Actual List of Social Security Trust Fund Assets
by Bruce Webb
Well this is a response to a question in the Rivlin thread. There are widespread misunderstandings about what if anything makes up the “IOUs” in the Trust Funds, with many people thinking they just have artificially low rates (and so obviously underperforming theoretical private accounts) or just are open-ended loosey-goosy commitments to maybe pay the money back someday. Well that is not how it works at all on a monthly basis. So with no further ado here they are:
As always click to enlarge. Some notes under the fold.
First thing to notice is that these are the assets of the OASI or Old Age/Survivors Insurance Trust Fund, there is an entirely different set of assets in the DI or Disability Insurance One.
Second thing is that there are a range of yields from Certificates as low as 2.750% and Bonds as high as 7.250% with maturities ranging from 2008 to 2022.
Third is that this table gives you a snapshot of two moments in time, year-end 2007 and year-end 2008. A slot marked by “–” in the 2007 column indicates a bond that was issued in 2008 and so obviously did not exist in Dec 2007, similiarly a slot marked by “–” in the 2008 column indicates a bond category that was redeemed during the course of the year
Okay some observations. The instruments with the lowest rates were mostly issued in 2008, which is perfectly in line with the yields in Regular Treasuries in that time period. Contrawise the ones with the highest rates represent mostly 10 year bonds issue eight or nine years ago, once again in line with market conditions then. Note too that with one except every slot that shows zero in 2008 after showing a positive number in 2007 has a face maturity of 2008, these bonds matured and were honored by Treasury, no muss no fuss, just the same kind of routine re-financing you see in the Regular Treasuries.
But there was one interesting exception, the Treasury also redeemed the 3.500% 2009 a year ahead of time, which points out two facts, one that these securities are redeemable at any time, while as we see they are typically held to maturity, in a time of need the Treasury can and will tap them, and too that the Treasury at least in this case did so in the way that best preserved the fiscal health of the Trust Fund, presumedly they could have saved some interest by cashing in the remaining 7.000+% bonds instead.
The Social Security Trust Funds are not investment funds, that is not their purpose, but neither are they simple slush funds designed to separate out workers from their wages. I argue a times that there is something odd about certain details of the actual reporting, but as to daily operations and general management the Trustees have over the years lived up to their titles.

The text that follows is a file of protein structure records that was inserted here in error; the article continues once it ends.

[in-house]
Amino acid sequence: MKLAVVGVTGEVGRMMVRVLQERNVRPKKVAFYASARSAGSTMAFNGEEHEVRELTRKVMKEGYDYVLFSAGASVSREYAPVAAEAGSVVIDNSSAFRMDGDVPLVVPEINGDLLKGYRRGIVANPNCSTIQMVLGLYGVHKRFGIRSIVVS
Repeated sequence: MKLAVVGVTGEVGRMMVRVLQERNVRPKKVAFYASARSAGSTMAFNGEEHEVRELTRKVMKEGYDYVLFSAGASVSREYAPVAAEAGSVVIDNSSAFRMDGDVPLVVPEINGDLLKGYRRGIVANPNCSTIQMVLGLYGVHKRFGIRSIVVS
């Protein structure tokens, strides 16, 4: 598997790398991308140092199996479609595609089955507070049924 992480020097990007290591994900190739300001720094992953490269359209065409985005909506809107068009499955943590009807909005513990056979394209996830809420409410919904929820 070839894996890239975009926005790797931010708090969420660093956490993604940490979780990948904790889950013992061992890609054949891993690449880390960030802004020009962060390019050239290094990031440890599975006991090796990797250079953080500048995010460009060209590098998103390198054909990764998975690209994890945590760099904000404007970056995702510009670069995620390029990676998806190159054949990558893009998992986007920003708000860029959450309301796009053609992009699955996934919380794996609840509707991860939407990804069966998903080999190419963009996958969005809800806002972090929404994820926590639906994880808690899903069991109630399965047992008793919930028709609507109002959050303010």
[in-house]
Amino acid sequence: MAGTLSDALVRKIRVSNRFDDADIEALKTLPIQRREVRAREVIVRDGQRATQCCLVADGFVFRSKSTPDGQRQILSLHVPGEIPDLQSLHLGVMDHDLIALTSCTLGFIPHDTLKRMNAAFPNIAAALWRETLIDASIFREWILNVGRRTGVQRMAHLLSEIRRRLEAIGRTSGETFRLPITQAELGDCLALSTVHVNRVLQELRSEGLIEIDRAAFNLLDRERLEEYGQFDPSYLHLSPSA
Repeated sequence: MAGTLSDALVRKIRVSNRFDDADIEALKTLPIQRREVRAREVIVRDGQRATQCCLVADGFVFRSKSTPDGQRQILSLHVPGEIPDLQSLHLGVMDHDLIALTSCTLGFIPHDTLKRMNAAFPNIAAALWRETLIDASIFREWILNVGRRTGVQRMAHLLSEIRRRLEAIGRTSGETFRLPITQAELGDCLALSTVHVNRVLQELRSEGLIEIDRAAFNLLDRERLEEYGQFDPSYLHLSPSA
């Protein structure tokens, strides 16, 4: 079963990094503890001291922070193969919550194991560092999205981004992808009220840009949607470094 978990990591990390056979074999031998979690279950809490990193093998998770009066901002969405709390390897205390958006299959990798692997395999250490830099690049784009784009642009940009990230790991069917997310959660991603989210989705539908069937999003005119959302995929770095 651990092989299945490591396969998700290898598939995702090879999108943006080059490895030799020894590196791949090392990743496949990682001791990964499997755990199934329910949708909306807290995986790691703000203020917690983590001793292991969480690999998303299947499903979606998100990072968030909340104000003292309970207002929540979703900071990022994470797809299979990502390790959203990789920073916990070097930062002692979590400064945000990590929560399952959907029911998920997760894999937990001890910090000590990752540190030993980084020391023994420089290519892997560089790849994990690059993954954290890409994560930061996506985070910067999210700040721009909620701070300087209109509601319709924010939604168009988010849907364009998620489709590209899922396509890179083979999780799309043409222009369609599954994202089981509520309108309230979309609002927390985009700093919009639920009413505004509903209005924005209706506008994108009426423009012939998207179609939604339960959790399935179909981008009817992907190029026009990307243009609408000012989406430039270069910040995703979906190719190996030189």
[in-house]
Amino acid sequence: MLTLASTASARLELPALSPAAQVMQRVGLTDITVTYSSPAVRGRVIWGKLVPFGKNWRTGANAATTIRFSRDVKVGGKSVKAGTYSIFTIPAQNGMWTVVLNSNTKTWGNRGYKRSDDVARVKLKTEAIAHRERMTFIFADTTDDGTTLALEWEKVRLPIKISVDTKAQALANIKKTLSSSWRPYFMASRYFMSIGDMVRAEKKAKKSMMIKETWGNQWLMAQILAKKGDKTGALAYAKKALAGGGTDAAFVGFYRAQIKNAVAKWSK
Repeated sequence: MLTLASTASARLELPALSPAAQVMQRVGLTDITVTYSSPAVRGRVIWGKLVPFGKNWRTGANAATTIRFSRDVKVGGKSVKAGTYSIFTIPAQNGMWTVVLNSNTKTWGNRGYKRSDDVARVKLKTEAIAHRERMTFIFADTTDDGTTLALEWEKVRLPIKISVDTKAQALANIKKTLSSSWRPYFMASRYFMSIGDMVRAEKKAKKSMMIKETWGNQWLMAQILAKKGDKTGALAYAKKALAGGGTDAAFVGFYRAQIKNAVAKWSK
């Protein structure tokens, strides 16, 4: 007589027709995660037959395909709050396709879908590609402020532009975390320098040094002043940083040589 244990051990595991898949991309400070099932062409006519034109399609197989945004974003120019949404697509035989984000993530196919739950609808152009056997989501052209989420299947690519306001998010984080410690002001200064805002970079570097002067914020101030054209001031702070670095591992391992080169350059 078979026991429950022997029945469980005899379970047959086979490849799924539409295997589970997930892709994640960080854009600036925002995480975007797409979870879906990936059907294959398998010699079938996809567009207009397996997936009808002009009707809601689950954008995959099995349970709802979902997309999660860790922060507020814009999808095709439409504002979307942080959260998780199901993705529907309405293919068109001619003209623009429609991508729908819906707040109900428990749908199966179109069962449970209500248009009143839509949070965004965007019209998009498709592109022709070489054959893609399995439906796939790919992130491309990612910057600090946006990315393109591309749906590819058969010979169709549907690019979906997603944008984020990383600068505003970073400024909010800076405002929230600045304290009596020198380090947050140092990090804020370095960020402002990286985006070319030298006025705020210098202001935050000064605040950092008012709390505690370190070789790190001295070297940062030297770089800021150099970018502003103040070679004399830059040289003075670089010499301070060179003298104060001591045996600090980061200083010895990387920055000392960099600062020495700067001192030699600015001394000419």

That clears up the misunderstandings that somehow got stuck in my brain about how the fund is run.
Agreed we don’t have a “Social Security Crisis”. The crisis is that some people want to steal it, or inaction on federal spending (the stuff other than distibution of payroll tax and letting us have some of our trust fund back) will sink the whole country.
But lets push for all going down at the same time!
“Steal” is not the right word. “Not have to repay” gets closer. But the deep reality is something else.
The cost of a worker financed fix is actually dirt-cheap, a 0.3% increase on current covered workers does the whole trick until 2026, and smooths out the repayment demands that under the current system will all be coming in a restricted period of time between then and 2037, but which under our plan will be smoothed out over the whole 75 year projection period.
The long-term SAVINGS to the General Fund via a tax INCREASE that would not even require a dime of EXTRA sacrifice on the part of the wealthy are huge, like trillions of dollars huge. Mostly because under the Northwest Plan most of the principal never has to be paid back at all. (Fifth column from right)
I have been arguing with ‘reformers’ for years and one thing is clear, they have no interest in fixing Social Security on its own terms, and in the end that has nothing to do with their future tax burden, or some fundamental desire to pursue ‘fiscal responsibility’ or ‘intergenerational equity’, because when you look at their proposals they mostly do neither. But what they do is break the compact between Workers and Government established during the New Deal.
Every single bit of this is about embracing Ayn Rand and pissing on FDR’s grave. I mean there are some people who have bought the propaganda, but the people fundamentally driving this effort, people from Cato and AEI and the various organizations directly associated with PGP hate the entire concept of a successful government run social program, it threatens their entire ideology.
Once you understand that the whole debate is being fundamentally driven by ideology and not finance as such much of the puzzle starts coming together.